Published on Saturday, 01 December 2012 14:45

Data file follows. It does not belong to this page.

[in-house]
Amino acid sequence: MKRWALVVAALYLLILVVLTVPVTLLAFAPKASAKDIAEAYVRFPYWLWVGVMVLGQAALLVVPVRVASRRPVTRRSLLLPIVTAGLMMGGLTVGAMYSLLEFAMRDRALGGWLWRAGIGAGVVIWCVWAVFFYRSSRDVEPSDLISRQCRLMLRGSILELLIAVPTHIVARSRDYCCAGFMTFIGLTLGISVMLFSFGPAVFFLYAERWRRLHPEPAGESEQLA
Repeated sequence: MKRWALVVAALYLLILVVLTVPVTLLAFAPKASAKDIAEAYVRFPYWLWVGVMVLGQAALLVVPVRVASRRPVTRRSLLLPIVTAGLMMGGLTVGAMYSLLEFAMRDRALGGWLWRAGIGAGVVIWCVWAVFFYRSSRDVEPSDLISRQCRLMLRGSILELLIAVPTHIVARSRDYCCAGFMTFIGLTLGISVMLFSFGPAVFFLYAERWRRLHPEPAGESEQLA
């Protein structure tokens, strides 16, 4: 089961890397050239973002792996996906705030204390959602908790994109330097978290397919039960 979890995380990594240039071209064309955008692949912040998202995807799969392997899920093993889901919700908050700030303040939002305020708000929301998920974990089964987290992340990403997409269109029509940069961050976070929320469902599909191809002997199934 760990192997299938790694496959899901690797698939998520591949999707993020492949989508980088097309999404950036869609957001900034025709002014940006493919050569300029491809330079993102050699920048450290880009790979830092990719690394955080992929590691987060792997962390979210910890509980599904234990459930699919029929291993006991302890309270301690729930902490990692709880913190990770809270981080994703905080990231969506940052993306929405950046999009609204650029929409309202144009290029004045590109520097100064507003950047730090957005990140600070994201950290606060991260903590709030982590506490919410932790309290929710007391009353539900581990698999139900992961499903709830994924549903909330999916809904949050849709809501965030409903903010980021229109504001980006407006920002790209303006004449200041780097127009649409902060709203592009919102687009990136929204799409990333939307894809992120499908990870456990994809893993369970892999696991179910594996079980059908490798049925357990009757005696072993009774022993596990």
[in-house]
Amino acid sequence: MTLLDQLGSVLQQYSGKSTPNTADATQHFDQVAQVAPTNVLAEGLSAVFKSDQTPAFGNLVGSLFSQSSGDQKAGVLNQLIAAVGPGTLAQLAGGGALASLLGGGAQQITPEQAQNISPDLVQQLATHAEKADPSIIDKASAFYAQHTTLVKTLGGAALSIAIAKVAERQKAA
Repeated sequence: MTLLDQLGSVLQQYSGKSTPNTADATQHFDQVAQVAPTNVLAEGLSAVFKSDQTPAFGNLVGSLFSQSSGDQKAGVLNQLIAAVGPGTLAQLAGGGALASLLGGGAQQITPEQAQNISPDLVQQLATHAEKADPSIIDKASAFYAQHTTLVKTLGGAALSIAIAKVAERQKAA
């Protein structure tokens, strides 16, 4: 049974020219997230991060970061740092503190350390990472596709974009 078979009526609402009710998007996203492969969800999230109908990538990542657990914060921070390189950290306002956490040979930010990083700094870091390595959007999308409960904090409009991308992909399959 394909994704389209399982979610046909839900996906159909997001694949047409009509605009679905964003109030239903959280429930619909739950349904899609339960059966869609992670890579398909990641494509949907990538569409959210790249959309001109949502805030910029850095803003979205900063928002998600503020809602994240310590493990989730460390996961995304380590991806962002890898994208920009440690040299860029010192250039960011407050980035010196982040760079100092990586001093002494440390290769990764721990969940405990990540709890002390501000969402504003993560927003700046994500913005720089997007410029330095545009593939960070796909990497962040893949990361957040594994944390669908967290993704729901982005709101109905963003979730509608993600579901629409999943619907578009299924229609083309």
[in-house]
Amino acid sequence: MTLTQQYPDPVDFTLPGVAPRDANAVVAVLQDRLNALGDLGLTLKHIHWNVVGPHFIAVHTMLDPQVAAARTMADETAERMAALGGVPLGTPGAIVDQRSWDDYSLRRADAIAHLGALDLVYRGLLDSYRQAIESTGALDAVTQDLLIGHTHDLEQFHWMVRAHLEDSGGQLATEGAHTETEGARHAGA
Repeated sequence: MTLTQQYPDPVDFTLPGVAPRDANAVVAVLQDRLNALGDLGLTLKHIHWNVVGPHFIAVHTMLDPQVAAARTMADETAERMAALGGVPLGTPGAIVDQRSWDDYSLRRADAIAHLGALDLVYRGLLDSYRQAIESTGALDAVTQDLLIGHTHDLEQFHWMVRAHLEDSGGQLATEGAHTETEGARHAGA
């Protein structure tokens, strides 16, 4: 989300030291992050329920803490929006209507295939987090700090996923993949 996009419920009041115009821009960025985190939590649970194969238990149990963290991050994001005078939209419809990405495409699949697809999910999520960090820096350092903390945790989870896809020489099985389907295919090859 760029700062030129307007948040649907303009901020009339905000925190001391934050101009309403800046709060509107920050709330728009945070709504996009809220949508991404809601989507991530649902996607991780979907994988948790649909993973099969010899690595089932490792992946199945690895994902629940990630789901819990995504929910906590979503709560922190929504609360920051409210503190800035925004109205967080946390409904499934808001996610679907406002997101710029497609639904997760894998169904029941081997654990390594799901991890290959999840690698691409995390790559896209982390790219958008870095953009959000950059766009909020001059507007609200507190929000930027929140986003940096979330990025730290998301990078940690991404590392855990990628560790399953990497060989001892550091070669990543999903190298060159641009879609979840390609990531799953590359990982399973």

These words from nearly 70 years ago ring again in Lawrence Huschle’s ears. Not because of haunting wartime memories. But, rather, because he finally was awarded the Purple Heart he earned when he was injured June 13, 1943, when his plane was shot down and he broke his back parachuting out of it. Troy Huschle spent two years fighting for the long-overdue award for his grandfather. He took over where Lawrence’s brother Ray left off. They were told it was impossible, but they didn’t stop. Only one member of Huschle’s crew was still alive, Ed Dostie. He wrote a letter that served as testimony to the plane being shot down. That was the key evidence that turned things around. Lawrence’s Purple Heart injury could not have been proved at the time, as he was a prisoner of war for just short of two years. The fracture in his spine was not discovered until medical examination in Texas many weeks after his liberation from the Germans. It was caused by his parachute as he was twisted and jerked after baling out of his plane. A chip of bone still floats somewhere in Huschle’s spine. By May 24 this year, it seemed that all the requirements for a Purple Heart had been satisfied. Thursday, Nov. 8, Huschle received a package by mail that contained a folder with two Purple Heart certificates (one a duplicate), and a case with the Purple Heart medal. No fuss, no fanfare.